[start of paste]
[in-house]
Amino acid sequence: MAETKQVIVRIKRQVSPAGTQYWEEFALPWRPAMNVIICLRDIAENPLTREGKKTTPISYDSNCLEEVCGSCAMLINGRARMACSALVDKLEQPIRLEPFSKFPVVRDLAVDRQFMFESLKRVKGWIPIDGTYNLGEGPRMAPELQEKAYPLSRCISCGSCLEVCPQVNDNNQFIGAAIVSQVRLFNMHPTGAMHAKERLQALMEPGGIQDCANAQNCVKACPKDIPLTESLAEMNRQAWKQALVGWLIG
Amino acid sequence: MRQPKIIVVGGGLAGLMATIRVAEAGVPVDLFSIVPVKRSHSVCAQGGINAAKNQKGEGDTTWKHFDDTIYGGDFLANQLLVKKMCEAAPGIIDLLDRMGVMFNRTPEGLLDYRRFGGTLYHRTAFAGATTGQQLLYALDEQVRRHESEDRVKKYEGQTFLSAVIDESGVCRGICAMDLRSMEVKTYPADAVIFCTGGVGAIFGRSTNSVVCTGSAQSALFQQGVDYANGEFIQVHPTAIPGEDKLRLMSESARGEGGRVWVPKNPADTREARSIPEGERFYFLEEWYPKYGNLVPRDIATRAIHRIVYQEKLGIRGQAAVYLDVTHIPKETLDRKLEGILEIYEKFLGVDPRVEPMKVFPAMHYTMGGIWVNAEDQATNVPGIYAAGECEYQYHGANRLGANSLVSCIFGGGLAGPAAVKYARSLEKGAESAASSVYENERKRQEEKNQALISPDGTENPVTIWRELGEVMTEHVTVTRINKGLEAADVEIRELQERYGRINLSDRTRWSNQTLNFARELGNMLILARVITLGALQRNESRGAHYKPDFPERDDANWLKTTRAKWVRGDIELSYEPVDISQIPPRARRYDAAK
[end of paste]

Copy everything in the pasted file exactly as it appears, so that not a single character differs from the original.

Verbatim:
[in-house]
Amino acid sequence: MAETKQVIVRIKRQVSPAGTQYWEEFALPWRPAMNVIICLRDIAENPLTREGKKTTPISYDSNCLEEVCGSCAMLINGRARMACSALVDKLEQPIRLEPFSKFPVVRDLAVDRQFMFESLKRVKGWIPIDGTYNLGEGPRMAPELQEKAYPLSRCISCGSCLEVCPQVNDNNQFIGAAIVSQVRLFNMHPTGAMHAKERLQALMEPGGIQDCANAQNCVKACPKDIPLTESLAEMNRQAWKQALVGWLIG
Amino acid sequence: MRQPKIIVVGGGLAGLMATIRVAEAGVPVDLFSIVPVKRSHSVCAQGGINAAKNQKGEGDTTWKHFDDTIYGGDFLANQLLVKKMCEAAPGIIDLLDRMGVMFNRTPEGLLDYRRFGGTLYHRTAFAGATTGQQLLYALDEQVRRHESEDRVKKYEGQTFLSAVIDESGVCRGICAMDLRSMEVKTYPADAVIFCTGGVGAIFGRSTNSVVCTGSAQSALFQQGVDYANGEFIQVHPTAIPGEDKLRLMSESARGEGGRVWVPKNPADTREARSIPEGERFYFLEEWYPKYGNLVPRDIATRAIHRIVYQEKLGIRGQAAVYLDVTHIPKETLDRKLEGILEIYEKFLGVDPRVEPMKVFPAMHYTMGGIWVNAEDQATNVPGIYAAGECEYQYHGANRLGANSLVSCIFGGGLAGPAAVKYARSLEKGAESAASSVYENERKRQEEKNQALISPDGTENPVTIWRELGEVMTEHVTVTRINKGLEAADVEIRELQERYGRINLSDRTRWSNQTLNFARELGNMLILARVITLGALQRNESRGAHYKPDFPERDDANWLKTTRAKWVRGDIELSYEPVDISQIPPRARRYDAAK